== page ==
Chess is not for all people. USCF statistics show the vast majority of children who learn chess reject it at, or before, puberty. Why is that? A generation after moving toward scholastic chess USCF is still “studying the question.” If the USCF has a clue, it has yet to be divulged to the membership.
The new female Executive Director comes from what is now referred to as “the scholastic part of chess.” With Ruth Haring the President of the USCF board the top two leadership positions are held by women. Here in the Great State of Georgia three of the five remaining board members are women, who do not play chess. Women like change. I cannot count the times I have heard someone say after a break-up between a man and a woman, “She thought she could change him.” The proliferation of women in the game of chess has changed things drastically. This is not your father’s chess, Bunky.
A good illustration would be an article published today on the Georgia Chess News website, “Women’s Open 2014 Results” By Laura Doman. (http://georgiachessnews.com/2014/09/29/womens-open-2014-results/)
“Pink carnations were laid beside each board position. Beautiful flowers in vases graced the tournament directors’ informatics table. Yes, this was the site for the annual Georgia Women’s Open tournament, which hosted sixteen women and girls on Saturday, September 20 at the Wyndham Atlanta Galleria Hotel.”
“Pink carnations” and “Beautiful flowers”? Laura Doman is a lovely woman, and I am sure she means well, but this is the kind of thing women have done, and are doing, that is off-putting to male chess players. What could be worse than to spend time getting psyched-up for the coming battle, getting prepared, as it were, to pull your sword, and arrive at the field of battle with “Pink carnations” and “Beautiful flowers” gracing the battlefield? This reminds me of an episode of the TV show, “Northern Exposure.” Holling Vincoeur, played by John Cullum, married a much younger woman, Shelly Marie Tambo, played by Cynthia Geary. Shelly began to “make changes.” Next thing you know Holling is forced to visit the Dr. Joel Fleischman, played by Rob Morrow. For the first time in his life Holling has become constipated. Dr. Fleischman cannot understand it and fails to find a reason, until it comes out that Holling had given Shelly permission to make changes in the bedroom. She had turned his rustic, log cabin in Alaska into a “pink” room with “flowers.” It was obviously more than Holling’s system could take, and he became all stressed out and “jammed-up.” I had the same kind of feeling after reading Laura Doman’s report.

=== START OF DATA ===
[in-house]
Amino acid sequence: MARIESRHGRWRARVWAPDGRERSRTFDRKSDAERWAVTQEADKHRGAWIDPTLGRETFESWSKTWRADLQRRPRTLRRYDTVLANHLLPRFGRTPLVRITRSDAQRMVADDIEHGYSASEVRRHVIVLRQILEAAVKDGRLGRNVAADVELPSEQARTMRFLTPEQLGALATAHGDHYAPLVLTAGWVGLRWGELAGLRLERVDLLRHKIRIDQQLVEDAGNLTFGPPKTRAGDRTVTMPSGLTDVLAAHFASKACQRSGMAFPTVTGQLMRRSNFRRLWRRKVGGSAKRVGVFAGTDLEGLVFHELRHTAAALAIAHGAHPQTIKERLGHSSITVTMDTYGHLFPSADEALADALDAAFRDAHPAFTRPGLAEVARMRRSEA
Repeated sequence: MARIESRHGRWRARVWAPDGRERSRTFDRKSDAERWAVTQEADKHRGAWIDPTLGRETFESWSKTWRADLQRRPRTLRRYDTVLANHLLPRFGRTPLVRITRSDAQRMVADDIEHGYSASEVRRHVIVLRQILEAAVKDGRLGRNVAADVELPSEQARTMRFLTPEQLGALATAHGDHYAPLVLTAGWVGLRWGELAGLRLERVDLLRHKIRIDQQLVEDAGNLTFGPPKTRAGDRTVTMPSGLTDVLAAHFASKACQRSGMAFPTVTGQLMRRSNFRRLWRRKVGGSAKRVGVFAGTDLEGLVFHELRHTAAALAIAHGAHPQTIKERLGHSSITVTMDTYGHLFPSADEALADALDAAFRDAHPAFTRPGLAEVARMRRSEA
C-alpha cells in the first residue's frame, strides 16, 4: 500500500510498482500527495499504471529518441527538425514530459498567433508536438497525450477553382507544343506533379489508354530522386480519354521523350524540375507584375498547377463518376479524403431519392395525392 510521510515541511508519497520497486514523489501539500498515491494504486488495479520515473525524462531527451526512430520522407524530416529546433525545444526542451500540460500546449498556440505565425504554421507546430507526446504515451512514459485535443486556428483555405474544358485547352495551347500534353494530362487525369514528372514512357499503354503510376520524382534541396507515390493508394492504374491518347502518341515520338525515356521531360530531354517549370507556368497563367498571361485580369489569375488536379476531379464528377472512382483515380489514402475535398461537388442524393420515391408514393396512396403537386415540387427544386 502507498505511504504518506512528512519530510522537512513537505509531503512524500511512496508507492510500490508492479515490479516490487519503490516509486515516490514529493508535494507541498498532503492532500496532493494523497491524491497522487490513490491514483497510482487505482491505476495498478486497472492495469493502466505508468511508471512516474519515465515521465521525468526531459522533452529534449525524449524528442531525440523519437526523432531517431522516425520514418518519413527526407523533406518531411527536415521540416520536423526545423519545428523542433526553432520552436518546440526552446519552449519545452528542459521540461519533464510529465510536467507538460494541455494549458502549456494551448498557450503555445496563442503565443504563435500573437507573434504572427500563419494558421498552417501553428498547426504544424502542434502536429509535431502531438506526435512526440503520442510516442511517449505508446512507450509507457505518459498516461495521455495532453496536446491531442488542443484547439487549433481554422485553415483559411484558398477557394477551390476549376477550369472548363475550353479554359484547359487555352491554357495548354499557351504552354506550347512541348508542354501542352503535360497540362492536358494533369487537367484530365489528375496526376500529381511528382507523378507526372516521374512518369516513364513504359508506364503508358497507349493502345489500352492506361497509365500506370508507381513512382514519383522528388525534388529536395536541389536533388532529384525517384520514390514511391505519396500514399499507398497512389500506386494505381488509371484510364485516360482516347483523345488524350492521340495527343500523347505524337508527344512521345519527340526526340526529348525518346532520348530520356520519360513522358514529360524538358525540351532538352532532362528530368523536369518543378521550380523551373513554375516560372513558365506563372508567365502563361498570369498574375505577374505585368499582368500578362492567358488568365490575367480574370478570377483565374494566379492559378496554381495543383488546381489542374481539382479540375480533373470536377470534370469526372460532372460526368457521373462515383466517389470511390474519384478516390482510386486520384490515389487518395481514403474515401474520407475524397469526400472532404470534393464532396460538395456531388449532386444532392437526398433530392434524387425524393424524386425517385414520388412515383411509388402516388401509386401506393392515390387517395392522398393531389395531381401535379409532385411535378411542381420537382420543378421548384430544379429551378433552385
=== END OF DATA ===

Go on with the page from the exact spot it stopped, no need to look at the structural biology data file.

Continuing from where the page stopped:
This kind of thing proliferates. For example, see “Yamie Chess simul with Jennifer Shahade” on the Chessbase website (http://en.chessbase.com/post/yamie-chess-simul-with-jennifer-shahade). What is Yamie Chess? “Manufactured in the Michigan, USA, and designed for 5 to 12 year olds, the Yamie Chess® learning aid series focuses on nurturing children’s cognitive thinking and intellectual potential for mathematics, and is aligned to support the National Council of Teachers of Mathematics’ Curriculum Focal Points in algebra, geometry, data analysis, measurement and number logic.” If you are still uncertain about what, exactly, Yamie Chess is, it will help you to know that “Under the pieces the cartoon characters can be seen.”